To find images that are similar to a target image, the image search system generates a feature vector for the target image. The feature vector contains a hash code of each feature of the target image. For each feature of the feature vector, the image search system uses the hierarchical index of images to identify the cluster of images that is most feature similar to that feature of the target image. The image search system identifies the high-level cluster that is most feature similar to the target image and then the low-level cluster within that high-level cluster that is most feature similar to the target image. The images of identified low-level clusters are candidate images. In some embodiments, the image search system identifies the most similar high-level cluster as the cluster for high-order bits that are the same as the high-order bits of the hash code of the target image. The image search system identifies the most similar low-level cluster as that cluster with the minimum distance between the images of the cluster and the target image. After the candidate images are identified for each feature, the image search system may generate a weighted sum of the number of features for which a candidate image is feature similar to a feature of the target image. The features may be weighted to give a higher contribution to those features that are more indicative overall of image similarity. For example, a region of interest feature may be weighted twice a gray scale feature. The features can be weighted linearly or non-linearly. In addition, the weights of the features may be learned using machine learning techniques such as linear regression with training data.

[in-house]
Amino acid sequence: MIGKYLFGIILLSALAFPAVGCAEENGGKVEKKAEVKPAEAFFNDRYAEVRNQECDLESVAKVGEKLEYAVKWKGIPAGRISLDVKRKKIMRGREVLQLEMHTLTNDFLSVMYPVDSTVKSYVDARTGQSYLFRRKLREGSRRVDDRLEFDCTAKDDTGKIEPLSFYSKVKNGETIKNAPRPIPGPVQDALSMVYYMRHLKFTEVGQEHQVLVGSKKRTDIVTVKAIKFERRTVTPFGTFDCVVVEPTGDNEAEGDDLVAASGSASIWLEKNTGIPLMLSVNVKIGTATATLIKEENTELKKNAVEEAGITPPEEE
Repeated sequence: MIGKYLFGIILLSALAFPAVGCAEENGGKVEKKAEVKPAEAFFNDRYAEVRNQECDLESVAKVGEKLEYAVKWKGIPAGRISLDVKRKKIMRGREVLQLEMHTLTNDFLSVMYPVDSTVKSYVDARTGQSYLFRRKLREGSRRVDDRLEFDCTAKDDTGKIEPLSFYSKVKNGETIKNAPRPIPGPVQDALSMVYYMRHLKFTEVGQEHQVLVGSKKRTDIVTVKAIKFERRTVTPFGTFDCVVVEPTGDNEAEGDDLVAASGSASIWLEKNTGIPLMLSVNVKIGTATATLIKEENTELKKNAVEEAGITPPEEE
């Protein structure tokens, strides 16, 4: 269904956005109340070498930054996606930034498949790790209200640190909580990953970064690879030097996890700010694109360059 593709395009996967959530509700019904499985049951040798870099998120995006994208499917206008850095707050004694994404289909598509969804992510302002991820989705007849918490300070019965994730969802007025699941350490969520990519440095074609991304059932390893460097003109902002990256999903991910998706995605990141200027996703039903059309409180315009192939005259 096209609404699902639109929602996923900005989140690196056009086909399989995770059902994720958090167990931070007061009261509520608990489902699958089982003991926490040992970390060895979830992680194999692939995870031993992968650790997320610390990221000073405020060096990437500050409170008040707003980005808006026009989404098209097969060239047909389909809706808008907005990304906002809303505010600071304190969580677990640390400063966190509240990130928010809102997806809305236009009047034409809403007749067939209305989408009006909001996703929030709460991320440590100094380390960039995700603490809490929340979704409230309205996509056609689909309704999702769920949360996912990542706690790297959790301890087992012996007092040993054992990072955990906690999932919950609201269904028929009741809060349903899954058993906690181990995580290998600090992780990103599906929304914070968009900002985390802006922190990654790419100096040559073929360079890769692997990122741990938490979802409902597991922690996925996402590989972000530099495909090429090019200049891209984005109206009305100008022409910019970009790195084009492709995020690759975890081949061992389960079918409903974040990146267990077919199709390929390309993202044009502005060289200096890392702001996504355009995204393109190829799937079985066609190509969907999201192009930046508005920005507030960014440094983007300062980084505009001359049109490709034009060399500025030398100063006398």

FIG. 1 is a block diagram that illustrates components of an object search system in one embodiment. The object search system 110 may be adapted to various types of objects such as images, videos, audio, multimedia objects, and so on. The object search system is connected to web site servers 150 and user computing devices 160 via a communications link 140. The object search system may crawl the web sites to identify target objects and then identify objects similar to the target objects to detect copyright violations. The object search system may also receive target images from user computing devices as search requests, identify objects similar to the target object, and return the similar objects as search results. The object search system includes an object store 111 and a cluster data structure 112. The object store includes an entry for each object in the collection. Each entry may contain an identifier of the object and the object. The cluster data structure includes a hierarchical index of clusters for each of the features used by the object search system.

The object search system also includes a generate cluster data structure component 121, a generate cluster index data structure component 122, a generate high-level clusters component 123, a generate low-level clusters component 124, a calculate cluster distance component 125, and a merge nearest clusters component 126. The generate cluster data structure component generates for each feature the hierarchical index of clusters for the objects in the object store. The generate cluster index data structure component generates a clustered index for a feature. The generate cluster data structure component invokes the generate high-level clusters component and the generate low-level clusters component to generate the high-level and low-level clusters. The generate low-level clusters component invokes the calculate cluster distance component to determine the distance between low-level clusters and invokes the merge nearest clusters component to merge clusters.